3. Thank you for sharing this post. Here in England we are fast following your lead.... halloween is becoming a commercial enterprise. I was pleased when my sil said he would not be allowing my grandson to trick or treat when he is older. He will not have a child of his begging.... I am grateful that he thinks that! I will celebrate being Thankful and join your Crusade.

  4. We don't have Thanksgiving here, but I do like the idea of gratitude and thankfulness. I will need to find some time to sit down and write some "thank-you" cards.

  5. I love that you do this Susan ... it reminds me to send thank you cards! It is amazing how much we need reminding.

  6. Replies
    1. CAS = Clean and that have minimal layers or embellishments, like mine!

  7. Yes, yes, yes gratitude and appreciation are so important to a meaningful life. I will be participating in your crusade to save Thanksgiving and to practice gratitude every day. Thank you, Susan

  8. BRAVO!!! You said exactly what needs to be said! It's time to put the "Thankful" back into Thanksgiving by being appreciative for what SUSTAINS life!

  9. Nicely said! We don't do thanksgiving here in New Zealand (and of course we're starting spring), but i'm thinking i could start a family tradition. Being thankful that winter is over would be a good start! Cheers, Juliet.

  10. I love your idea, Susan! We often forget to thank those around us verbally, let alone in the form of a card. It will do so much for both the giver and receiever. Thanks for the idea!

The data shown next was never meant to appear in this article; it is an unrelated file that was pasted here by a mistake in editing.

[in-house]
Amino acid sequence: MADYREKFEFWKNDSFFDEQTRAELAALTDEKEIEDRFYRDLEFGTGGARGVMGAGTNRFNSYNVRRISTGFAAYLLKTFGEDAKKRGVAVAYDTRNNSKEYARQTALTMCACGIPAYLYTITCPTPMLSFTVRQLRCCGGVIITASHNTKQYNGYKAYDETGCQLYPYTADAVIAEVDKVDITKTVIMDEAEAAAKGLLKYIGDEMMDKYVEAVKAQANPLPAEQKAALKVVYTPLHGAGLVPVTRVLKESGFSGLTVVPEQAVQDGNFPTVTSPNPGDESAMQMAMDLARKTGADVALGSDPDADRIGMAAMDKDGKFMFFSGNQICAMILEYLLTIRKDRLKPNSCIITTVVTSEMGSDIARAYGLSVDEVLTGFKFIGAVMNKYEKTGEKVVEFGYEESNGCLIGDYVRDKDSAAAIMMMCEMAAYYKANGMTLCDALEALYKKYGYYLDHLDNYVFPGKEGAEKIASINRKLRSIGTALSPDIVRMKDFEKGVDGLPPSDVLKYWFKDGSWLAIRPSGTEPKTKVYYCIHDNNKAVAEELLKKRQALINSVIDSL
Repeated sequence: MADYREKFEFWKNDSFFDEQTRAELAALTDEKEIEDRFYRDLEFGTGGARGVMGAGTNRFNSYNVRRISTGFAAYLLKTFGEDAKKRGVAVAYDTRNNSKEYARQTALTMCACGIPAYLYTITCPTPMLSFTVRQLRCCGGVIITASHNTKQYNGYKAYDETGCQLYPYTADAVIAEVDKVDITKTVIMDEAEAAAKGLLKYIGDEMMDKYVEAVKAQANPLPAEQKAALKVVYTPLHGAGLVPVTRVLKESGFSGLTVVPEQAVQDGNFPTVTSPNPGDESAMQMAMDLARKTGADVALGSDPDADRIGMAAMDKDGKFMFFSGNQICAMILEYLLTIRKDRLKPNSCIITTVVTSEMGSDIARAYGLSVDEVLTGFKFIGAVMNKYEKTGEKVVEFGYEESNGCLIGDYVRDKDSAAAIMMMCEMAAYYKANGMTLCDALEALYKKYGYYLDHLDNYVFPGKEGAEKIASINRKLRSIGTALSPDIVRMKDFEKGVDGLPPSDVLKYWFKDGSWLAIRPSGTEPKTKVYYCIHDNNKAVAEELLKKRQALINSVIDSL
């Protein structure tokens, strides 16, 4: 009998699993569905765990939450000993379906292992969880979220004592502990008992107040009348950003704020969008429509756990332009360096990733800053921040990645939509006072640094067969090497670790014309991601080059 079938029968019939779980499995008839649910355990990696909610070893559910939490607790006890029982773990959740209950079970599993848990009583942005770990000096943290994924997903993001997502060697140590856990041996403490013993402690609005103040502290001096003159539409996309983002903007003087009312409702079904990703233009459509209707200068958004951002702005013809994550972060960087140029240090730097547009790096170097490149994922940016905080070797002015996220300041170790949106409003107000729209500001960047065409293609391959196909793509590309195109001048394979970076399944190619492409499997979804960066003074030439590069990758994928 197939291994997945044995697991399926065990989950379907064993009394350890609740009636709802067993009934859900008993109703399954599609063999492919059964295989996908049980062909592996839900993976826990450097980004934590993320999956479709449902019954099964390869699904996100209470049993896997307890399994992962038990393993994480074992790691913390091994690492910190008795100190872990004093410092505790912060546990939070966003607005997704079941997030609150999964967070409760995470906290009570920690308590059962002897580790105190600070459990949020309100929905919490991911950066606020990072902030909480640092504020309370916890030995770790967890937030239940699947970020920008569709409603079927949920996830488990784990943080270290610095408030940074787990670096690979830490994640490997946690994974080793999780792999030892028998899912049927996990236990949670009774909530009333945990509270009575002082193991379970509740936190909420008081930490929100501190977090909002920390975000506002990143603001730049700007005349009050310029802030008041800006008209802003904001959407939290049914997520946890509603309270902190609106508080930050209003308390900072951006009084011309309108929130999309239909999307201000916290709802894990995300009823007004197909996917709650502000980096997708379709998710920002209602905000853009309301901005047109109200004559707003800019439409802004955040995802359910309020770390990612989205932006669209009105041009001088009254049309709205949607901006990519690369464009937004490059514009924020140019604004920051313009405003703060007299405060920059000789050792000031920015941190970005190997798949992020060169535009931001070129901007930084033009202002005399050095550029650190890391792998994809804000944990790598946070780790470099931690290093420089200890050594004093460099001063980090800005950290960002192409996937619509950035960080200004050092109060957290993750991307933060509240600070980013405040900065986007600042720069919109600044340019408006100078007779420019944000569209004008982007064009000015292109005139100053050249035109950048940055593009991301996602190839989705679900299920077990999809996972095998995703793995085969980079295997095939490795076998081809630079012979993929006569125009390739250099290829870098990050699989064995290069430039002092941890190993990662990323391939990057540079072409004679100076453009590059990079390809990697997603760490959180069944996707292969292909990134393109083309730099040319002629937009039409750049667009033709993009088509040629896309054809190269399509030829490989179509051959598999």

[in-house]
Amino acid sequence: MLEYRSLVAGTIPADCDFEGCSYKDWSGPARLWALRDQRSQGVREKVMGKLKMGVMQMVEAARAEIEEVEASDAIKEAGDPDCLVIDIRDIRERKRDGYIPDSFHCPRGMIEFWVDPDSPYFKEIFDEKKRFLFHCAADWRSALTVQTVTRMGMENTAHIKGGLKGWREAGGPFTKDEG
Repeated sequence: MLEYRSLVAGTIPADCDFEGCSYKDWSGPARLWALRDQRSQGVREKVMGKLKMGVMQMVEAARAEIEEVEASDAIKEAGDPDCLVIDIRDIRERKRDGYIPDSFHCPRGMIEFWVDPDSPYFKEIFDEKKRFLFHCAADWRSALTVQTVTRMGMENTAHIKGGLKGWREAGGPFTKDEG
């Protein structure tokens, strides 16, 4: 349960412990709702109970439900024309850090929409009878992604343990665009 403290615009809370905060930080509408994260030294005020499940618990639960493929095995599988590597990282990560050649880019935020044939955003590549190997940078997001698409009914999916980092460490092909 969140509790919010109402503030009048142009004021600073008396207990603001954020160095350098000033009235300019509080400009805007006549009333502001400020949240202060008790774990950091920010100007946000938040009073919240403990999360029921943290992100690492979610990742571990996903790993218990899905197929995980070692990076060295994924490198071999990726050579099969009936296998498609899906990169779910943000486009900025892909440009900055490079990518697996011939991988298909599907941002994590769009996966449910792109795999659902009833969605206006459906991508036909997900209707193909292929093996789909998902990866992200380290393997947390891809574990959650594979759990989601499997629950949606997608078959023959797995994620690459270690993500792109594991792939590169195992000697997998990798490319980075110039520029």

11. Well said, Susan, and I agree with you 100%. It's so sad to see how many are ungrateful these days and don't bother even saying thanks let alone writing a note. In this day and age, there is NO excuse for not showing thanks via email, text, or phone call, if not so inclined to write a note. Plan to participate in your challenge and thanks for putting the word out.

  12. Hello,
    yes, I have who to thank! So many people joined to share a fundraiser for my brother suffering from lung cancer. I would like to thank all of them, but some people are for me anonymous. So the challenge is ideal for this to thank everyone. For sure it will.
    Well, thank you, Susan, for such a possibility.

  13. I love this idea! I might even use some of my leaf stamps, or maybe a cartoon turkey. Great challenge!

    FYI: I think it was last year a popular home crafts and decor magazine skipped from Halloween to Christmas. So Sad.

    Also, FYI: Chanukah is a minor holiday, and I'm not insulted by an end-cap. It's only commercial because of how commercial Christmas has become.

  14. I just want to say thanks to you mf. You were so the person who inspired me along the way to finding my 'style' in cardmaking. My life is so crazy busy and so cluttered at times that I find peace in creating simple.

    1. Aww, you're so sweet, Karen. I, too, find peace in creating simple...some people don't get that. I do love your colorful CAS style!

  15. Fantastic challenge idea! Your CAS cards always inspire me :D THANKS!

  16. Thanks for this post, I accept you challenge and have passed it on to my stamp club members to encourage them to do the same.

  17. Love this idea. Thanksgiving Day and being thankful all year long is a pretty big deal with me. Will be entering a few cards.